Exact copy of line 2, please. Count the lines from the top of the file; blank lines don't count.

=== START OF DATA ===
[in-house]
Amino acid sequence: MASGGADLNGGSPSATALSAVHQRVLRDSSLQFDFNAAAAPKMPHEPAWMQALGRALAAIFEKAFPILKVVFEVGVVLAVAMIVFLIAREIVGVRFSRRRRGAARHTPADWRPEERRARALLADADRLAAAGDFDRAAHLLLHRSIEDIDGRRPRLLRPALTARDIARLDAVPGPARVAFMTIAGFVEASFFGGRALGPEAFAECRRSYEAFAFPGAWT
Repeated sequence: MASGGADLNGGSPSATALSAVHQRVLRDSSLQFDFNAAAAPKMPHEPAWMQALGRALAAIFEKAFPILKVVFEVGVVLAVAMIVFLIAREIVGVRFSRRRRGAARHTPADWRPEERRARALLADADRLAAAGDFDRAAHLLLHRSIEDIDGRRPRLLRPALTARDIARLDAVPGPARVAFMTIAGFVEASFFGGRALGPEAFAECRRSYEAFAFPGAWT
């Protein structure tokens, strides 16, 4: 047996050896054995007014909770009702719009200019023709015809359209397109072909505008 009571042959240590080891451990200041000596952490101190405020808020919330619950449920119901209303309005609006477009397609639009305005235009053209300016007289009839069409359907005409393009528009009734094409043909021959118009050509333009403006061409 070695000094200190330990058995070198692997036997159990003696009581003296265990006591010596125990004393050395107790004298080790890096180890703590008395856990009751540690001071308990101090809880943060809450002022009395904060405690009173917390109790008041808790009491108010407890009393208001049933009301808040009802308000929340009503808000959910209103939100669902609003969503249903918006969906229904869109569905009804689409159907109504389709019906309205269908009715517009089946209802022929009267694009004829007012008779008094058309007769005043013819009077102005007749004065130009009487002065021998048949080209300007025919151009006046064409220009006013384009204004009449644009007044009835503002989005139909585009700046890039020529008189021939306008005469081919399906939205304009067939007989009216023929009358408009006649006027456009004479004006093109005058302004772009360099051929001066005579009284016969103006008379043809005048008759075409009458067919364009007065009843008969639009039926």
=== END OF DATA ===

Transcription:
Amino acid sequence: MASGGADLNGGSPSATALSAVHQRVLRDSSLQFDFNAAAAPKMPHEPAWMQALGRALAAIFEKAFPILKVVFEVGVVLAVAMIVFLIAREIVGVRFSRRRRGAARHTPADWRPEERRARALLADADRLAAAGDFDRAAHLLLHRSIEDIDGRRPRLLRPALTARDIARLDAVPGPARVAFMTIAGFVEASFFGGRALGPEAFAECRRSYEAFAFPGAWT